Migration, remittances, adaptation and resilience to climate change in arid and semi-arid regions of Senegal and Tajikistan

September 2015 – October 2018
In Tajikistan - the project is implemented by the Regional Environmental Centre for Central Asia (CAREC); In Senegal - the project is implemented by the Innovation Environnement Dévéloppement Afrique (IED Afrique)
Funding sources
Sustainable Development Policy Institute (SDPI)
$ 185 995
  • IED Afrique
  • DfID
  • IDRC

The project is one of the research packages of the “Pathways to Resilience in Semi-Arid Economies or PRISE”. PRISE is a five-year, multi-country research project that generate new knowledge about how economic development in semi-arid regions can be made more equitable and resilient to climate change. PRISE is carried out under the Collaborative Adaptation Research Initiative in Africa and Asia (CARIAA), with financial support from the UK Government’s Department (DfID) and the International Development Research Centre (IDRC), Canada.

This research aims to study the links between remittances of migrants and resilience in arid and semi-arid lands (ASAL). The expected result of the research project is to provide the evidence base to improve social and economic policies to support migration and remittances as an adaptation measure and secure long-term climate-resilient development of semi-arid economies of Senegal and Tajikistan.

Overarching research question:

How can the remittances from migrants be more effectively channelled and re-invested in ways that will make a real impact on people's resilience in semi-arid lands in Senegal and Tajikistan?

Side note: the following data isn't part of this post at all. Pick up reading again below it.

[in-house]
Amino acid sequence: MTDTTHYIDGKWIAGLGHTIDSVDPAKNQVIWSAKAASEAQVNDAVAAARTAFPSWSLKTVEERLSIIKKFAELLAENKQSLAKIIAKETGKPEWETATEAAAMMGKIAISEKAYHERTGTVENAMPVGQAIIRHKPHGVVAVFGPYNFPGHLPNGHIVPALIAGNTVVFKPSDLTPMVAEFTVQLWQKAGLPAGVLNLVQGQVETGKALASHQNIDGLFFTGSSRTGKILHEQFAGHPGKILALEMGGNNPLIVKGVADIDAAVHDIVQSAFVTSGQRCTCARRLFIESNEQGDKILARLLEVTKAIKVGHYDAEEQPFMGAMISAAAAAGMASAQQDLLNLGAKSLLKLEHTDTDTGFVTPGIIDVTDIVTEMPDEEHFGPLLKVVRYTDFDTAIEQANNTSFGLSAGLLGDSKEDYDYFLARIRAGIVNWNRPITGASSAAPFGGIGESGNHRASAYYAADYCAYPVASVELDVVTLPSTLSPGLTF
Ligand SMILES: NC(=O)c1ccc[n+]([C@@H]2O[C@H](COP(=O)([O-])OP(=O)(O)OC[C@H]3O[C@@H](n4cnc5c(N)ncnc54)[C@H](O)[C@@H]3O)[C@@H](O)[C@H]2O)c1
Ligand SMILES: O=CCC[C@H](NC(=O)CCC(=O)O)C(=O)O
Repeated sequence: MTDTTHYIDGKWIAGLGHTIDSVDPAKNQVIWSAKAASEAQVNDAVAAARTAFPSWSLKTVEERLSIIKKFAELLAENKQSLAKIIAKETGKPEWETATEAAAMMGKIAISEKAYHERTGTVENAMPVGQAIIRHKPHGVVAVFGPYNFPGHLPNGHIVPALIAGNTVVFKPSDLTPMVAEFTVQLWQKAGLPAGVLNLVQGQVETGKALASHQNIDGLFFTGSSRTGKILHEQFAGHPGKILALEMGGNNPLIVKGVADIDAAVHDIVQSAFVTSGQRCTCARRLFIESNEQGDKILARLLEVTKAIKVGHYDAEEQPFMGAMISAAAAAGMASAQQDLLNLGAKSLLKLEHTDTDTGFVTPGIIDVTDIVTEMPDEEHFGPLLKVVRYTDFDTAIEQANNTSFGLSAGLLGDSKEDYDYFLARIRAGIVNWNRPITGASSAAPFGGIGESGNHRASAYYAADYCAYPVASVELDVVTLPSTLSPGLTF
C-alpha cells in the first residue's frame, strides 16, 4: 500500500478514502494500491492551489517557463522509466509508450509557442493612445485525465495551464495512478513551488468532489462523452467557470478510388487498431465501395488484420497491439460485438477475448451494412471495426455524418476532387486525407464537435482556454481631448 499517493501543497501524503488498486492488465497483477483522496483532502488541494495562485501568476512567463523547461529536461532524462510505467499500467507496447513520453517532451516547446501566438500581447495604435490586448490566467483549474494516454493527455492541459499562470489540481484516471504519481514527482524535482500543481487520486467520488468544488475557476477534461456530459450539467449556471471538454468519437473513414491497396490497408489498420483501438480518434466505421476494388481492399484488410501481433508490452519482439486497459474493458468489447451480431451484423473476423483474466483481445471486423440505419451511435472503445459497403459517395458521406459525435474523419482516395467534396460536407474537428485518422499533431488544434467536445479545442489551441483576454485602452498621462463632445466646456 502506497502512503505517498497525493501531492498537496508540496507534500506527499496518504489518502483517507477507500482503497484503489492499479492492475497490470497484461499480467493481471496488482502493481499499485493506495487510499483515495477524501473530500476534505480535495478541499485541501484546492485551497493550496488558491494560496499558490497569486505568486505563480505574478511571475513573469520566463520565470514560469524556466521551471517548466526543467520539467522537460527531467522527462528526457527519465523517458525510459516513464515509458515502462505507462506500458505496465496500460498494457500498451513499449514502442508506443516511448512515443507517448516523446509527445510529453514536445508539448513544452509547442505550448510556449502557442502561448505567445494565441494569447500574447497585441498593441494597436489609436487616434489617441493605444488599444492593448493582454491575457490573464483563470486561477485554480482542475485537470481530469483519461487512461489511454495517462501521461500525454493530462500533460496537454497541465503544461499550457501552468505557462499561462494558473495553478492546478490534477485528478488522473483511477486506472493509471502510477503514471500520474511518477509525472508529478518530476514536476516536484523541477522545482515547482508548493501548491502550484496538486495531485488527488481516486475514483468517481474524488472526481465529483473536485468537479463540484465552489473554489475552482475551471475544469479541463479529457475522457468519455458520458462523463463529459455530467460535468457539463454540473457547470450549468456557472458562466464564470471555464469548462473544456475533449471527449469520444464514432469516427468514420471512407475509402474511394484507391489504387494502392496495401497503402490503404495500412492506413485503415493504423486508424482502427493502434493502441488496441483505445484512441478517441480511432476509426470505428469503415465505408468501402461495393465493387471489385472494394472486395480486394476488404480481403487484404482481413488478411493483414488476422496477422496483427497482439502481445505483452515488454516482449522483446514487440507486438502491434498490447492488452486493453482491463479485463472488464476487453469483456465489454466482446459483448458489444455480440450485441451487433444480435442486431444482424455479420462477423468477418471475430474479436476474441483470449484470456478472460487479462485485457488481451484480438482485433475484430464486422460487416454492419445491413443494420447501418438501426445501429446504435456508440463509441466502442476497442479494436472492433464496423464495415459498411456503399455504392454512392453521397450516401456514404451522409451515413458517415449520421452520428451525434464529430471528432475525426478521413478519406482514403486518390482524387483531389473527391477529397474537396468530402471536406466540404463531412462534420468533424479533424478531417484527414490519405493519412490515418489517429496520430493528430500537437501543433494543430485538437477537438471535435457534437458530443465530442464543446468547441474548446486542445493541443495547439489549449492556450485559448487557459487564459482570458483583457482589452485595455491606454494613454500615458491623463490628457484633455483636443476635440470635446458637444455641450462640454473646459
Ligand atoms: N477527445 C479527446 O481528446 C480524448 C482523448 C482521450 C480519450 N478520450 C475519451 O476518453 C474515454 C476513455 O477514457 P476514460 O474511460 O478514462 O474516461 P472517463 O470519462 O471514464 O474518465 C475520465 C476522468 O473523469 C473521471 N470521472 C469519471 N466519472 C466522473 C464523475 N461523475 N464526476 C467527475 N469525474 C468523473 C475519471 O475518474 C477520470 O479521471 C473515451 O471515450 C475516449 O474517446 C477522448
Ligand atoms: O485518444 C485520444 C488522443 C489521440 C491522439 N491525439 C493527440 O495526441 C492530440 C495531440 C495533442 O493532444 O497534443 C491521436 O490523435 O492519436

The main activities of the project:

Step 1. Desk review: During this stage, the team will collect and review statistic and documentary data and information available, including analysis of data, reports and review of policies on climate change related issues, migration and socio-economic development of countries.

Step 2. Household surveys: The project team will conduct household surveys in the selected research sites. The questionnaires will target and not limit the following categories (i) general information about the respondents, (ii) overall income and share of remittances, (iii) distribution of remittances, (iv) vulnerability to climate change, risks and responses, (v) money transfers (banks, handover, etc.,); (vi) using of remittances to ensure sustainability, as well as their relevance and applicability to the public.

Step 3. Comparative analysis: Comparative analysis, based on a qualitative method, intends to track changes and commonalities between two SAL countries Senegal and Tajikistan in terms of migration patterns, flows of remittances, distribution, gender specificity, etc.

Step 4. Scenario projection: This step envisages a quantitative support and modeling exercise. Both project teams need a resource person, who can contribute to the research by projecting the future economies in SALs on migration, remittances and linkages to a climate-resilient future to see (a) what will be the situation with a business as usual scenario (no policies are in place, the situation continues as it is), and (b) what will be the situation if improvements in policies (social safety nets, banking systems, etc.) are undertaken.

  • Working paper: Migration, remittances and climate resilience in Senegal and Tajikistan

  • Methodology: Sampling number, pilot sites, and select tools for household survey

  • Working paper: Key findings of the research in Senegal and Tajikistan

  • Case study: Gender-specific role in migration, remittances and climate resilience

  • Working paper: Commonalities and differences between Senegal and Tajikistan in shaping remittances towards climate resilience

  • Policy Brief: Informing policy makers about next steps towards climate resilient future and how migration and remittances can help shaping the efficient policies

  • Recommendations and a road map to improve the policies